The Necessity of Praying in Humility

The Necessity of Praying in Humility

20th Sunday of Ordinary Time:
Readings: Jeremiah 14:7-10, 19-22
2 Timothy 4:6-8, 16-18
Luke 18:9-14

Christ spends His last days teaching us His ways so that even when He’s gone, we would know how to live out His life. We have not fully simulated His life yet, to restore things back to God. He is waiting for us to act. Last Sunday, He taught us how to pray and not give up. When the Son of man comes, will He find faith on the earth? We see today that faith has become quite weak because we have adjusted to the world’s system. There is a religious group in America called the Quakers of Pennsylvania. To this day, they do not follow the modern system, and they are being attacked by the U.S. government because they build their own crops, grow their own trees, and they still use old gadgetry and adapt the old-fashioned ways. If we look at it deeply, shouldn’t we the Christians of today not be dependent on the systems of the world but rather, depend on God for sustenance and other things we need by using our faith? We need to pray for an increase of faith so that we may not be weak. And when trials come, we would know what to do if our faith is focused on God. We are being given lessons to build our faith. In today’s Gospel, it talks about Prayer but of a different degree. In the Old Testament Temple, the people set designated times to go to the temple to pray. Prayer was the center of their lives. Today, we are the Temple. We don’t have to go to a physical temple or go to Jerusalem to pray. We can lift up to God our prayers to Him anytime and anywhere. With this convenience now, do we really pray?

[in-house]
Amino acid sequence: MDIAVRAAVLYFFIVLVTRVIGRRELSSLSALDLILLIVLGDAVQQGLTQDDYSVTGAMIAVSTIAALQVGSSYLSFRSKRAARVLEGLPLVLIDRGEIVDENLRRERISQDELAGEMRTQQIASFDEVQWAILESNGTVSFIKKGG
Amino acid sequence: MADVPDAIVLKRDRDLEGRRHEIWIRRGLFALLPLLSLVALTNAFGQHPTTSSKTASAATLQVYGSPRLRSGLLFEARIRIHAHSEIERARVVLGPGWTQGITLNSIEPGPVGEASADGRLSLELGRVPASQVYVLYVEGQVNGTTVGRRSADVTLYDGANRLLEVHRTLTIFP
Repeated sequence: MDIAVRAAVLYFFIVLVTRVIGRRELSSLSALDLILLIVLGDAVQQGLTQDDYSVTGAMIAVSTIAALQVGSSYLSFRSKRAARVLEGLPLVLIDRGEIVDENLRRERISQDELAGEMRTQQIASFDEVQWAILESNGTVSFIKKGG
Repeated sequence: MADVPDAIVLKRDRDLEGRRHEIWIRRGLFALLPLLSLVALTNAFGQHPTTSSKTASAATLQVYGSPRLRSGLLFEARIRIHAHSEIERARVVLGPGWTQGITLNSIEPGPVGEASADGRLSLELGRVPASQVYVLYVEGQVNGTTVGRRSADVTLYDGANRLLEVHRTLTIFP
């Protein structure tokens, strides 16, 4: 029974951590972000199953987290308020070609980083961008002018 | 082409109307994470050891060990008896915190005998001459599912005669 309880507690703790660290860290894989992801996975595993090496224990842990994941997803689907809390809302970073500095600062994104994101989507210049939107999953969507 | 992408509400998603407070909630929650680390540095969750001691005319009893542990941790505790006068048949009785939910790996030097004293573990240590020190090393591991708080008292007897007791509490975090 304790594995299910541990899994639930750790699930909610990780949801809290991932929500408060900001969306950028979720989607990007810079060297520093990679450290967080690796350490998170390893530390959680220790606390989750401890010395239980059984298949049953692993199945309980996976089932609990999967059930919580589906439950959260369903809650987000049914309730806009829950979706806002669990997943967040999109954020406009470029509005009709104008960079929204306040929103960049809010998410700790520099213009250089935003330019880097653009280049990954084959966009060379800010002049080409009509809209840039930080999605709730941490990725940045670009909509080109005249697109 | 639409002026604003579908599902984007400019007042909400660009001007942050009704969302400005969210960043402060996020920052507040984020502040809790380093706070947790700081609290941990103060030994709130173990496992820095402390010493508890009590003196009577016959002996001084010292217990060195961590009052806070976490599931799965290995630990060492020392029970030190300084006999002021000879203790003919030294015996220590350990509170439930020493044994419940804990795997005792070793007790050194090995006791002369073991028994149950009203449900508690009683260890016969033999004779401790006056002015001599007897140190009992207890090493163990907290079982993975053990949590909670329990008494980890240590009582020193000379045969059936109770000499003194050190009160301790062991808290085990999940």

In Luke 18, we see two people going in the temple to pray. One is a Pharisee who goes right in the middle of the crowd. He is dressed in his best finery as he puts his hands up and prayed aloud for all to see. He cried out with a loud voice: “Lord, I’m glad I’m not like these people, not like the swindlers, adulterers and tax gatherers.” He was in actuality praying to himself because he wanted people to think how righteous he was by declaring how he was better than anyone else. This wasn’t a real prayer at all. He was expressing himself, giving praise and glory to himself. True prayer should be a prayer of thanksgiving to God and of who He is. The tax gatherer who was an employee and most likely a Jew was assigned to collect taxes from the people. He couldn’t even lift his eyes to heaven because he realized his sinful nature. For the Pharisee, not a word of real prayer was uttered. He was only boasting about himself. The tax gatherer on the other hand was humble and honest before God. And he recognized that he was a sinner. This was before the Cross. Today we should be thankful that Christ has already saved and redeemed us from sin. The Pharisee was belittling the tax gatherer. And Jesus said, “the Tax Gatherer went home more justified than the Pharisee.” Hebrews 11: 1-3 “Now faith is confidence in what we hope for and assurance about what we do not see.This is what the ancients were commended for. By faith we understand that the universe was formed at God’s command, so that what is seen was not made out of what was visible.” Faith deals with things that are not visible. We’ve got to put our confidence in God’s promises to bring them into existence. It is based on what is not seen yet and faith brings it to manifestation. Christ wants us to exercise our faith. We are pampered today with modern conveniences, so that faith is no longer a part of ourselves. We need to go back to faith and begin to believe in God for the answer. Coming to Him in humility as we pray to Him. When we raise our hands, it should be an act of surrender. We do this not to impress people but to trust God from our hearts and expect good things from Him. We are the Good News to the world. We are to pray without ceasing and with thanksgiving.


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